During the days of the British Raj, Rupee was convertible, India had very large surplus in the balance of payments. India’s share in the world trade was much higher than what it is today. However, millions of Indians used to starve to death from time to time; millions of acres of land were left uncultivated by the bankrupt farmers; there were hardly any industry except for a few textile mills, only 15 percent of the population had any education at all. Yet at the same time, one could buy Rolls Royce and Scotch whisky in Bombay and Calcutta; Jinnah could buy his apartment in Bond Street of London; Maharaja of Patiala could build palace in Paris. We are returning back to those days through the acts of an un-elected (only selected for the upper hose of the parliament) Prime Minister Man Mohan Singh whose loyalty is not to the people of India but to the international financial institutions.

In any democratic country for any serious matter like turning the Rupee into a convertible currency there must be referendums. There were referendums in each and every European country when they wanted to create the European monetary system whereby each European currency would be aligned to each other to create a common currency Euro. Although India claims to be a democracy, Indian policy makers try their best to avoid the public opinion, even the parliament. Major issues like India’s membership of the World Trade Organization, abolition of the planned economy and privatization of public assets, free trade, and now the convertibility of Rupee should be debated in the parliament and people of India should be allowed to give their verdict in referendums if India wants to be a true democracy.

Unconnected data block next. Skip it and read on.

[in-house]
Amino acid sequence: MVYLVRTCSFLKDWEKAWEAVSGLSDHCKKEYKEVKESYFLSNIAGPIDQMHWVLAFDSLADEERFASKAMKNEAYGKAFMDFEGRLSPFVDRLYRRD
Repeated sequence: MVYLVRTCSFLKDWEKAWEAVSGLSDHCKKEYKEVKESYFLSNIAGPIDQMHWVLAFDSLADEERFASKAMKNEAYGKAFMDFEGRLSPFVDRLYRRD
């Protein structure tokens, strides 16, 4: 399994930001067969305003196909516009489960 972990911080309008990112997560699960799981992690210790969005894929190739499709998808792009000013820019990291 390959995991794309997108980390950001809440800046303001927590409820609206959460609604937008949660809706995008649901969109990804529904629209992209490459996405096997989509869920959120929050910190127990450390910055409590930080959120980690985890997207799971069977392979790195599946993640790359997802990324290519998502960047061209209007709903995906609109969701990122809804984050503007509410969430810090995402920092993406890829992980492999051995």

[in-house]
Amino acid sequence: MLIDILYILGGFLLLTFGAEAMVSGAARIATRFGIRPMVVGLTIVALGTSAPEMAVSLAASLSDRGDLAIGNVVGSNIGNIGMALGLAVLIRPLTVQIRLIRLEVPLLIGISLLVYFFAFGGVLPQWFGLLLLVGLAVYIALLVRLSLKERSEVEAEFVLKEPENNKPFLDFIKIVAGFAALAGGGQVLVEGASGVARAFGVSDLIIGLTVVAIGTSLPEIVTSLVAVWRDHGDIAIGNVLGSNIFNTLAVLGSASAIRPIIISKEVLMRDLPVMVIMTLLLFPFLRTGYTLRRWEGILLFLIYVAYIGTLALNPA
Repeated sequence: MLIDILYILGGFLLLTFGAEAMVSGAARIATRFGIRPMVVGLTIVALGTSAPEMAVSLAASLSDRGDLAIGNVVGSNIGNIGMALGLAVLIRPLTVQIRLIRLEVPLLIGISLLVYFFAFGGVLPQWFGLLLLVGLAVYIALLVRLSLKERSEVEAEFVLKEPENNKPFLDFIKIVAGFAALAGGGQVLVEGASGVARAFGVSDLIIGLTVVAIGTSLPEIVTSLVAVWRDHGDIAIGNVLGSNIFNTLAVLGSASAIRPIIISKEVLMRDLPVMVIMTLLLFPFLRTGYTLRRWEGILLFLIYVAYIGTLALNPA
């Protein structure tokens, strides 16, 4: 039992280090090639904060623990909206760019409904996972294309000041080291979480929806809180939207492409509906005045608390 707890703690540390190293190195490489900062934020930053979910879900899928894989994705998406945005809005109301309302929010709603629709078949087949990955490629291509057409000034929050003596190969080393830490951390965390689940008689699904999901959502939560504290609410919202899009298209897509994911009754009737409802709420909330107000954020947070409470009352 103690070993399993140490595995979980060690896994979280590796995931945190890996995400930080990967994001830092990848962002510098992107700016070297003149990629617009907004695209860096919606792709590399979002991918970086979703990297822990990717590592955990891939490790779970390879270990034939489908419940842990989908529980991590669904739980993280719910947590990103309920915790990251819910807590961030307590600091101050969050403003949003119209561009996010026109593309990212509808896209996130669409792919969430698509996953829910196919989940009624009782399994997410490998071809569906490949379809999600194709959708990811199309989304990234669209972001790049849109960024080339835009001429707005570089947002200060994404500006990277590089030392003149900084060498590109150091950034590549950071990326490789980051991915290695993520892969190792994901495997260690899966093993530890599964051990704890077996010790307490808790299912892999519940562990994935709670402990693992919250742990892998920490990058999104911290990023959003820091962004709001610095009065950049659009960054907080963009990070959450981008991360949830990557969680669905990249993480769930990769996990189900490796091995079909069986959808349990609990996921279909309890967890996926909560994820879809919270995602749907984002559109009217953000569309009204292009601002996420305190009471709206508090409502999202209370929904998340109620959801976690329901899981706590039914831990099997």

Dr.Dipak Basu